• A manual slide-rule device called an “E6B,” but more commonly known as a flight “computer,” which pilots use to measure fuel consumption, weight and balance and other things.

  • A folding-blade knife with finger grips on the handle.

One suitcase had Atta’s earthly belongings, including many things he used or wanted to use in his mass-murdering plot, while the other contained his spiritual requirements to enter paradise.

“It was clear to us he did not want to check those bags,” the American employee said.

Indeed, Atta intended to carry on all three of the bags he initially brought with him to Portland International Jetport in Maine earlier that morning, sources there say.

But Atta was forced to check his two larger bags, described as soft-sided with roller boards, because the 19-seat commuter plane he flew to Boston allows passengers just one carry-on bag each, says a US Airways Express employee who works at the ticket counter where Atta checked in.

The two bags were tagged for final destination to Los Angeles International Airport, which is where Flight 11 had been bound.

Both Atta and his traveling companion and fellow hijacker, Abdulaziz Alomari, boarded US Airways Express Flight 5930 with one carry-on each.

Their carry-ons also contained papers, says a passenger who was seated two rows in front of Atta on the shuttle flight.

Atta and Alomari pass through security at Portland International Jetport in Maine

Roger Quirion of Winslow, Maine, says he observed the two, who he says were “joined at the hip,” while waiting at the gate.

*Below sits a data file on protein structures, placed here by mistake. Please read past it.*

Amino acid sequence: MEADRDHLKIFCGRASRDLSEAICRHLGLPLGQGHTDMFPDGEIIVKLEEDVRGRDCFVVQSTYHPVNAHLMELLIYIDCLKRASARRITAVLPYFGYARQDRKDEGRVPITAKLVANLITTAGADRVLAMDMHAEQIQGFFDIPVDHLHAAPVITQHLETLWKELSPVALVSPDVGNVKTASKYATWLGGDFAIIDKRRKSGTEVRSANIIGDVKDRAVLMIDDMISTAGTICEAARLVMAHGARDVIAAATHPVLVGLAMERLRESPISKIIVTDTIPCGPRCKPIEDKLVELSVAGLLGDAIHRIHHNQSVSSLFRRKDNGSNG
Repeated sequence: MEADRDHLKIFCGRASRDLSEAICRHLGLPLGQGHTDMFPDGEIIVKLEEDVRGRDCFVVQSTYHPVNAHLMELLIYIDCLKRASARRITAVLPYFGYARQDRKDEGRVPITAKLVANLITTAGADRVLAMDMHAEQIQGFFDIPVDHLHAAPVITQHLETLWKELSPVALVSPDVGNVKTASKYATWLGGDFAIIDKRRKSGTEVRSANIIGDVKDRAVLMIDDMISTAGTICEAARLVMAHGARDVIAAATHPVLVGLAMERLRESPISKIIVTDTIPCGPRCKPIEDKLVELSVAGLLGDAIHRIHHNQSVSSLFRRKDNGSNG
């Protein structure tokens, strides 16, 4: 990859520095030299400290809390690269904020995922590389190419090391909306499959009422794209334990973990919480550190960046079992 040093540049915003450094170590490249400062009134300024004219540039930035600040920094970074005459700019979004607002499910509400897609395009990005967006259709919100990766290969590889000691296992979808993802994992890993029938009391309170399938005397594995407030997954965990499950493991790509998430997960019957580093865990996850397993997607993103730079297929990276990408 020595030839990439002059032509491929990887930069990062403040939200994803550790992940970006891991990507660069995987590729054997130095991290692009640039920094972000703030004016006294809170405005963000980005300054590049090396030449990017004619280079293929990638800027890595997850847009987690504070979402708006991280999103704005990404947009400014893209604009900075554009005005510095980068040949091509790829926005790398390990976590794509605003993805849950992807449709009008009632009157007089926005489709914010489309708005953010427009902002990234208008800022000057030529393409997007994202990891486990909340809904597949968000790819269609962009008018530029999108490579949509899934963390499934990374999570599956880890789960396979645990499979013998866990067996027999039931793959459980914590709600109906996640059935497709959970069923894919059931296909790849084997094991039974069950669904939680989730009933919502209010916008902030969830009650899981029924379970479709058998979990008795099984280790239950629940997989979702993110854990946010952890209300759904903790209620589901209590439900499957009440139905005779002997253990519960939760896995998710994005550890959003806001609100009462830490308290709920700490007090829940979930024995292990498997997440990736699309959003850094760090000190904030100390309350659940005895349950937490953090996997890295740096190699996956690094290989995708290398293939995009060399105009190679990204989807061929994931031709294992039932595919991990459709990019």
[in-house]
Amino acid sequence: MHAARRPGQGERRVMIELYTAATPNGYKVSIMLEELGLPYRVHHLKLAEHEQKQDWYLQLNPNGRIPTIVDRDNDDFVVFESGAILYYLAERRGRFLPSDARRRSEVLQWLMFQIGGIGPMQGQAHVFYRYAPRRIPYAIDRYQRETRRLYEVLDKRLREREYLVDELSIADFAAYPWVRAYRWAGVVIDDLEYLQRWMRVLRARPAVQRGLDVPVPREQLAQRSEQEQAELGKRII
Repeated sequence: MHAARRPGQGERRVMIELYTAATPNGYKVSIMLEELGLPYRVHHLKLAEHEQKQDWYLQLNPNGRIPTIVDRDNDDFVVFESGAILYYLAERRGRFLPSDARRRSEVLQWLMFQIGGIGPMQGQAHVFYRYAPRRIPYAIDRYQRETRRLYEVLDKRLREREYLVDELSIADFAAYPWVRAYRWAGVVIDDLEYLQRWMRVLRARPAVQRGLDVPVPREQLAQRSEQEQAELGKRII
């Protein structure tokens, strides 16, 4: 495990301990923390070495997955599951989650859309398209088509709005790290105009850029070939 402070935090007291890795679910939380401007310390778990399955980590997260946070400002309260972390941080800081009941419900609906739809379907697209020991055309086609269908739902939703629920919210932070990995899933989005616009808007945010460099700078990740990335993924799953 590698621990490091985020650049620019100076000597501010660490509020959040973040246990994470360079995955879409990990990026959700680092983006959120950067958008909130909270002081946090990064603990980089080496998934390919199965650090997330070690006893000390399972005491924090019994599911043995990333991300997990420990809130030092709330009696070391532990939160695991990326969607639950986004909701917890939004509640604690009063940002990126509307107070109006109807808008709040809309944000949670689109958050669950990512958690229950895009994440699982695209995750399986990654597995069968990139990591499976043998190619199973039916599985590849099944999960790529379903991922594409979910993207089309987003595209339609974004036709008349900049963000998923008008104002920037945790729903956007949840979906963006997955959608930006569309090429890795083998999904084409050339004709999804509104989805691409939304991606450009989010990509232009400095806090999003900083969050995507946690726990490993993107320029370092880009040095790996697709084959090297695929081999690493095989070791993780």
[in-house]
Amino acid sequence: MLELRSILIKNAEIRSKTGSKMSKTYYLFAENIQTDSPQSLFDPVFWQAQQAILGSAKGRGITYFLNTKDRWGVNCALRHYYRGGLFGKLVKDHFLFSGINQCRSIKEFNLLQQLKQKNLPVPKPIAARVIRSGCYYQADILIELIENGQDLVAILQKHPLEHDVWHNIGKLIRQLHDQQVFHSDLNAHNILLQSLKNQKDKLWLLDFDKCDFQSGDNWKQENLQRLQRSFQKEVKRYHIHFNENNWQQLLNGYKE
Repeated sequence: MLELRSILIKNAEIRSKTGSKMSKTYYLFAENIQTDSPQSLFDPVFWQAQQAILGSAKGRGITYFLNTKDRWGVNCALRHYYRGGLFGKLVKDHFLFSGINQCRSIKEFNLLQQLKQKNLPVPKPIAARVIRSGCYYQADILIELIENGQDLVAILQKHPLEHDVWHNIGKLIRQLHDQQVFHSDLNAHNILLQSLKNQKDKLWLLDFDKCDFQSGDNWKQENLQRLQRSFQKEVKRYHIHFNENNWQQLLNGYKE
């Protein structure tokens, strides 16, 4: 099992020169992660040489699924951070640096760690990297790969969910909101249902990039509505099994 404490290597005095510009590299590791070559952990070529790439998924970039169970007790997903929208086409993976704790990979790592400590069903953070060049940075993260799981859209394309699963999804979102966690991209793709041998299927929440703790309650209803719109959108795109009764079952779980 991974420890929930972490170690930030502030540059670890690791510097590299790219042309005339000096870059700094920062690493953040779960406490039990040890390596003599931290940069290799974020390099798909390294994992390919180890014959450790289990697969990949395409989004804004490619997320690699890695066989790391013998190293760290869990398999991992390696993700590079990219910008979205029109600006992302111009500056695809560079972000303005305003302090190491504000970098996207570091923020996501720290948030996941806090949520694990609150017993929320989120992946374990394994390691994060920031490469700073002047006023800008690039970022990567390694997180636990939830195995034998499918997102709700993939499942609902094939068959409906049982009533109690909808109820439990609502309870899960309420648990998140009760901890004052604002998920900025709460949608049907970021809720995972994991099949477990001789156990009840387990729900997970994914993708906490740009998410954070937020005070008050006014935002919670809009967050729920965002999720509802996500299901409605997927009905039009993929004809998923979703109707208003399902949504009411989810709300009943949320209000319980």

“They were sitting together, acting very serious. They were going through papers, something from their carry-on,” Quirion told WorldNetDaily.

“It struck me as though they were preparing for some type of meeting,” he added. “I thought they were business travelers.”

When Atta arrived at Logan’s Terminal B from Portland, little did he know that US Airways was slow in transferring his bags from the commuter jet to the American baggage dock.

They arrived before takeoff – but after American’s just-imposed cut-off time for late baggage. The new rule refused any bags delivered within 10 minutes of the flight’s scheduled take-off. Atta’s came within several minutes.

“His bags, which were transferred rampside, were transferred late by US Airways Express,” the American employee said.

As soon as the bags were dropped off at American’s loading dock, a ground-crew worker checked the tag, put them on a cart and drove them out to the 767 getting ready to taxi to the runway.

But he got a “thumbs down” by the crew that loads the bags, the employee said.

“It was about three minutes before departure,” he said. “They had it locked up, and it was ready to go.”

The bags were brought back and tagged for rerouting to the 11 a.m. flight to LAX, he says.

When it became clear that Flight 11 had been hijacked, the crew chief called the Massachusetts State Police, which dispatched a state trooper to the baggage rerouting area with a bomb-sniffing dog, says the American source, who assisted the trooper and other authorities.

After the dog cleared the bags for explosives, the trooper had the small locks on Atta’s bags cut off and the bags opened.

Then the FBI got involved.

Authorities were able to quickly ID the bags as Atta’s thanks to information a flight attendant aboard Flight 11 phoned down to an American flight-services manager at Logan.
She described the attackers and gave their seat numbers and Atta’s name.

Previous stories:

FAA memo: Hijacker shot passenger on Flight 11

Ex-Israeli commando: Flight 11’s unsung hero?

Terrorists slit throats of 2 AA flight attendants

Airport-security firm at mercy of Muslims

FAA-certified machine tied to three bomb scares

Syrians flood flight schools